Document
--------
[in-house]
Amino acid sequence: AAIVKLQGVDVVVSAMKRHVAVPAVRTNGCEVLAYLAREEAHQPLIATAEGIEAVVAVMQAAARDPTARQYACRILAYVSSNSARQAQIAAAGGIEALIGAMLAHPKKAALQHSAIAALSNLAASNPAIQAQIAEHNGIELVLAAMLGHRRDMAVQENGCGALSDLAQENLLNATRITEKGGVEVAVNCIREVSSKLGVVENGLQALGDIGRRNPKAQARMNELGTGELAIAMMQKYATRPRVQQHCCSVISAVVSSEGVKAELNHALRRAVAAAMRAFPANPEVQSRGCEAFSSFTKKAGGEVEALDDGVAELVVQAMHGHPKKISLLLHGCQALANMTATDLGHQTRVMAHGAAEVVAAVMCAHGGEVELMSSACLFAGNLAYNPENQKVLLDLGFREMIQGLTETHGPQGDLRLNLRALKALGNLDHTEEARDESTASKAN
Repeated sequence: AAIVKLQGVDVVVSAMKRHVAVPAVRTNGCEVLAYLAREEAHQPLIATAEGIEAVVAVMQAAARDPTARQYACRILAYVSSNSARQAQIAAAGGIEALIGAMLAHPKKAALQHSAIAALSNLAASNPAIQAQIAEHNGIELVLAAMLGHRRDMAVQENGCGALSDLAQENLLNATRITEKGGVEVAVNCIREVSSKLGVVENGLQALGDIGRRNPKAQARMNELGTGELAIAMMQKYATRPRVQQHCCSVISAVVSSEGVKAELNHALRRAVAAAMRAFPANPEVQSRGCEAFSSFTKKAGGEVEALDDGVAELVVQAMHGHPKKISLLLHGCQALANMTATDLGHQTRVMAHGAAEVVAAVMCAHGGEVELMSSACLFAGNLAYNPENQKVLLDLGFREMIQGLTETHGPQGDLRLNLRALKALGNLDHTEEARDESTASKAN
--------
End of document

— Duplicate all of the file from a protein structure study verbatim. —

[in-house]
Amino acid sequence: AAIVKLQGVDVVVSAMKRHVAVPAVRTNGCEVLAYLAREEAHQPLIATAEGIEAVVAVMQAAARDPTARQYACRILAYVSSNSARQAQIAAAGGIEALIGAMLAHPKKAALQHSAIAALSNLAASNPAIQAQIAEHNGIELVLAAMLGHRRDMAVQENGCGALSDLAQENLLNATRITEKGGVEVAVNCIREVSSKLGVVENGLQALGDIGRRNPKAQARMNELGTGELAIAMMQKYATRPRVQQHCCSVISAVVSSEGVKAELNHALRRAVAAAMRAFPANPEVQSRGCEAFSSFTKKAGGEVEALDDGVAELVVQAMHGHPKKISLLLHGCQALANMTATDLGHQTRVMAHGAAEVVAAVMCAHGGEVELMSSACLFAGNLAYNPENQKVLLDLGFREMIQGLTETHGPQGDLRLNLRALKALGNLDHTEEARDESTASKAN
Repeated sequence: AAIVKLQGVDVVVSAMKRHVAVPAVRTNGCEVLAYLAREEAHQPLIATAEGIEAVVAVMQAAARDPTARQYACRILAYVSSNSARQAQIAAAGGIEALIGAMLAHPKKAALQHSAIAALSNLAASNPAIQAQIAEHNGIELVLAAMLGHRRDMAVQENGCGALSDLAQENLLNATRITEKGGVEVAVNCIREVSSKLGVVENGLQALGDIGRRNPKAQARMNELGTGELAIAMMQKYATRPRVQQHCCSVISAVVSSEGVKAELNHALRRAVAAAMRAFPANPEVQSRGCEAFSSFTKKAGGEVEALDDGVAELVVQAMHGHPKKISLLLHGCQALANMTATDLGHQTRVMAHGAAEVVAAVMCAHGGEVELMSSACLFAGNLAYNPENQKVLLDLGFREMIQGLTETHGPQGDLRLNLRALKALGNLDHTEEARDESTASKAN